82

“Then they got me involved, and I kind of told them that you exist. So they’re probably coming at you with a job offer. I hope I haven’t done anything too terrible and that you’ll forgive me. Maybe this will be fun.”

Derringer bit his lip and shook his head as he followed his guide, who had not once looked at him since he arrived. He laid one considering footstep after the other. From his years of experience, he was wary of official jobs – if you couldn’t fill the bill, they had a way of taking it out of you. But this seemed like a good way to get swept up, and besides he might be getting overfond of that lady. Must be mutual, if she put the big dogs on his tail. So here he was, walking straight into the Spear.

As the guard stopped in front of the office door, Derringer checked if there was anything he needed to remember before walking in. The door opened, and he went in remembering nothing.

82

He faced a desk with a placard that read General Alisandre, Draig Claymore. The man behind it had a stack of papers on either side, signing them as they moved from one end to the other. “Welcome,” he said, “and thank you for never having been here.”

“It’s an honor.” He took the other seat at the General’s gesture.

“I value your credentials, and those who gave them to me.” General Alisandre signed another paper carefully. “It’s my duty to explore every possible avenue in my search, and I hope you can help me. Do you have any idea what I’m asking you to find?”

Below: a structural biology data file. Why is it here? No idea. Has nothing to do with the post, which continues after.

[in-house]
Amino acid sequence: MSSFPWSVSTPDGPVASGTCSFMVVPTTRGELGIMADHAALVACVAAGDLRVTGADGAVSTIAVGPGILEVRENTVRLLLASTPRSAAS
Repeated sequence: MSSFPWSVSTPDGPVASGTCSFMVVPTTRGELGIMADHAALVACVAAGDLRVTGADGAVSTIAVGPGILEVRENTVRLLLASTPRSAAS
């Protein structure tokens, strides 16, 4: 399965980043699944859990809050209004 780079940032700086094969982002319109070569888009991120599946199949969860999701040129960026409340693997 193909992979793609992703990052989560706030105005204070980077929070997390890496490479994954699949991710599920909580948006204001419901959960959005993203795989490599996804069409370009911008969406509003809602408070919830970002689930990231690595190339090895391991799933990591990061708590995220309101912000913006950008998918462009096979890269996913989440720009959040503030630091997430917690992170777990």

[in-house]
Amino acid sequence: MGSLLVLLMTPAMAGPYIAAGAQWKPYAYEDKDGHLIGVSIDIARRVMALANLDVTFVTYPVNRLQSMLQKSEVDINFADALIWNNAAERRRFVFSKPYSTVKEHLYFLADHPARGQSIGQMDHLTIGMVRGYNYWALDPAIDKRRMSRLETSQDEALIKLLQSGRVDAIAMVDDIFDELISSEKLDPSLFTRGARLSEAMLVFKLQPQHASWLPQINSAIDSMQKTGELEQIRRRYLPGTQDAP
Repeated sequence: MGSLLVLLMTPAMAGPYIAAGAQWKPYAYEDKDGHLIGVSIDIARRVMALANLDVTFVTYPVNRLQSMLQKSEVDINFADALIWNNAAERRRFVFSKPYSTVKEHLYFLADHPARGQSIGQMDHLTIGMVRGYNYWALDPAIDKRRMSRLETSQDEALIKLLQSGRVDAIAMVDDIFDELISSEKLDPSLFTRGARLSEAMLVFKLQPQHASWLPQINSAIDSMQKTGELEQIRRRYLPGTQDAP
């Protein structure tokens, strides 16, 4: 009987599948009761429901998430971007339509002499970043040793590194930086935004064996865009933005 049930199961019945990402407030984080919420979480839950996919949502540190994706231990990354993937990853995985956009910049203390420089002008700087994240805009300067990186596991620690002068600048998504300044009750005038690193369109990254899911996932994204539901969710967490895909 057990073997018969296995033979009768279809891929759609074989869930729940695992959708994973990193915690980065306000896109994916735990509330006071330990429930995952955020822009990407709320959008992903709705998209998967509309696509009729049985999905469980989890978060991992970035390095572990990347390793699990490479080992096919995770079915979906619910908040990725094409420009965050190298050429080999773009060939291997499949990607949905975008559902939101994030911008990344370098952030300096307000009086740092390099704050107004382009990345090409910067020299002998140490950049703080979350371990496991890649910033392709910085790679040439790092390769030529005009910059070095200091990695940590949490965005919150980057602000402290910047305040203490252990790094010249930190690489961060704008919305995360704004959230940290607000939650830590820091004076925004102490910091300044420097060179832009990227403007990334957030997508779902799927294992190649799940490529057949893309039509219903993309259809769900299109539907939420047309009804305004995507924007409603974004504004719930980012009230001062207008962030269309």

“An important person may be missing.”

The General nodded. “Official channels are already engaged, and we have scant days before it becomes a matter of public knowledge. Can you work under that kind of scrutiny?”

“Sure, especially if that’s not really what I’m doing.”

“No, of course not. Your actual employment would of course be your own business. And you would have all means at your disposal to accomplish it.”

“Means are helpful, so long as they’re not under supervision.”

“Why would they be? You’re not connected to anyone in this building.”

“Sounds like business as usual.”

“You will remain completely independent. We simply wish for the goal to be accomplished.”

“I think I can set myself to business as usual with a goal in mind.”

“Remember, we have no idea what it is you’re supposed to be doing.”

“Who does?”

The General signed one more paper, and put away his pen. “I’m having beef and beer for lunch. Perhaps you’d like to join me on the terrace?”

“There’s a terrace?”

“Oh yes, it’s lovely. And there’s more than one.” They stood, and exited to an empty hallway.

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